In an age of dazzling superstars and colossal events -- every century has them -- it's refreshing to hear someone say, "I lead such a dull life."

But who says it's better to vacation in Vegas than to put up 1,100 quarts of fruit at home? That it's better to seek the pie-in-the-sky than to just earn the daily bread? That writing your mother means less than producing the Great American Novel?

Maybe it's time to celebrate the virtues of leading a dull, ordinary life. There are more ants than grasshoppers, far more tortoises than hares, millions, in fact, who prefer the hum-drum to constant excitement.

We "dull-lifers" cross all lines -- economic, racial, political, sexual, and religious. If lucky, the skyrocket types might get to the life of a simple sparkler. Or vice-versa, since eery society has a Paul Gauguin, fleeing a brokerage to paint in Tahiti.

But fewer tickets are sold to Tahiti than to backyard barbecues. More people wear clothes off the racks than from Paris couturiers. Popular Mechanics outsells The New Yorker, and McDonald's has profits Maxim's might envy.

There are dull lives of quiet desperation, to be sure, but there are also dull lives of quiet enjoyment. So what if people like television or stoop-sitting? Pizza rather than Pate de fois gras? So most underwear is white, and geraniums the favorite?

There may be colorful proceedings in the investiture of a pope, but it's nothing compared to life's ordinary events: childbirth, graduation, nestleaving, marriage, paying the bills, and dying.

Patterns for avoiding the dull life might have begun when some of us elected to ride bikes no-handed. When we deliberately stepped on sidewalk cracks, or went to any lengths to find a new way home from grade school.

Dullsville is an Elmer-fudd year-book entry ("a solitary stone has more energy than a hurricane") with no activities after the name. Some dynamic dazzlers continue to major in extracurricular activities in college, often to beef up a career resume. But the Fudds know that such a frenetic pace eliminates not only the daily blahs, but the day altogether.

Nature itself operates a rather torpid cyclical routine, for it could never keep life going on Earth if the planet were constantly embroiled in tidal waves, earthquakes, tornadoes, or famine.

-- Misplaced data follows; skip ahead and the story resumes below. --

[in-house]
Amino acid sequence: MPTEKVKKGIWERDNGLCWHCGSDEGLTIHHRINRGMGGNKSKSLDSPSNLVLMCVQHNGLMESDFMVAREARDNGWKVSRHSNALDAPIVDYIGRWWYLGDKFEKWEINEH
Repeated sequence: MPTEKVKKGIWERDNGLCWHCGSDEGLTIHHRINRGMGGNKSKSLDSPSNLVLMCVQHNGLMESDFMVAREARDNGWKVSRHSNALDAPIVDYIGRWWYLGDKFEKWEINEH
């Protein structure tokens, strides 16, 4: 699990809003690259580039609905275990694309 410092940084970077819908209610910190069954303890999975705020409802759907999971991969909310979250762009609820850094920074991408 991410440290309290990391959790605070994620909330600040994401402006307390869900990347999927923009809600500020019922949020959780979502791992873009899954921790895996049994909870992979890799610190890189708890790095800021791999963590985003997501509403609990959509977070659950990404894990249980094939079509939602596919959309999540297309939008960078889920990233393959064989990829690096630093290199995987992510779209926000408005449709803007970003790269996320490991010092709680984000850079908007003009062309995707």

Every company has its small team of brainstormers, but the largest part of its work force is made up of ordinary folk who execute all those ideas: the "old reliables" who can be counted on. Those espousing the dull life rarely arouse jealousies among colleagues or suffer the terror of losing their touch," an anxiety common to office skyrockets.

And the dull life is the mainstay of our economy. The marketplace couldn't rest on trendy gourmet foods, $25,000 cars, and $500,000 homes. homes.coGeneral Motors, Sears, and Safeway would have gone under years ago.

The insurance industry prefers dull-living policyowners. They don't die suddenly from stress-based situations such as heart attacks or suicide. They're not so accident-prone, and try not to control other people's lives -- meaning they're less apt to be shot at or punched out. They usually change oil/filters after 3,000 miles and know that at breakneck speeds of 65-80, it's hard to enjoy the scenery.

Most of the world's constitutions were written for ordinary folk. Were Magna Carta or the Declaration of Independence earmarked for skyrockets? Guess who forms the base for every study about Americans? Who are the foundations for actuarial tables? Who do pollsters/researchers seek out for preferences in television programming, breakfast cereals, politics? Wasn't the Silent Majority another name for the dull-livers wooed by politicians?

If you have a dull life style, you can avoid self-help books, stress workshops, self-improvement courses, psychiatrists, and all kinds of courtrooms. You won't be kidnaped, nor called by commodity brokers, although you may be pestered at dinner time by screen-porch telephone solicitors.

You may bore dazzlers silly, but you're around in abundance because skyrockets have to shine before somebody. You're comfortable to be with, usually trustworthy and loyal, and not likely to beat anyone badly at golf or bridge. You're the listeners -- meaning you'll learn a lot and you won't spark ill feelings -- probably because nobody thinks you have anything to say anyway.

But think of all the time and energy saved in not having to bone up on politics, sports, bestsellers, the most-talked-about celebrity of the moment, the latest dire financial event. Ou don't have to exhaust yourself by always being "on" and oh-so clever.

You won't be gossiped about; you probably won't be led into temptation often enough. Even your marriage will offer the best of both worlds: Most pair dazzler with dull-lifer; one spouse is entertained; the other, drained.

The nice thing is that the dull life is always open to skyrockets who eventually run out of fuel. We retired skyrockets quietly tending our cabbages have learned we don't need to be constantly going, that highs don't need to be heightened, that communication with out fellows doesn't have to be competitive, brilliant, or a series of snappy one-liners. Silence or a touch are often far more eloquent.

We see things now because we're not whizzing through life to escape that horror: boredom. We come to see there are highs in the humble growth of a backyard squash, in someone playing the piano at dusk, or in a child's delight under a sprinkler . . . that true courage isn't taking on the lions and the tigers, but taking on the daily drudgeries and finding in them priceless samplers of human existence.

We're no longer gulping down life on the run. We're savoring each bite.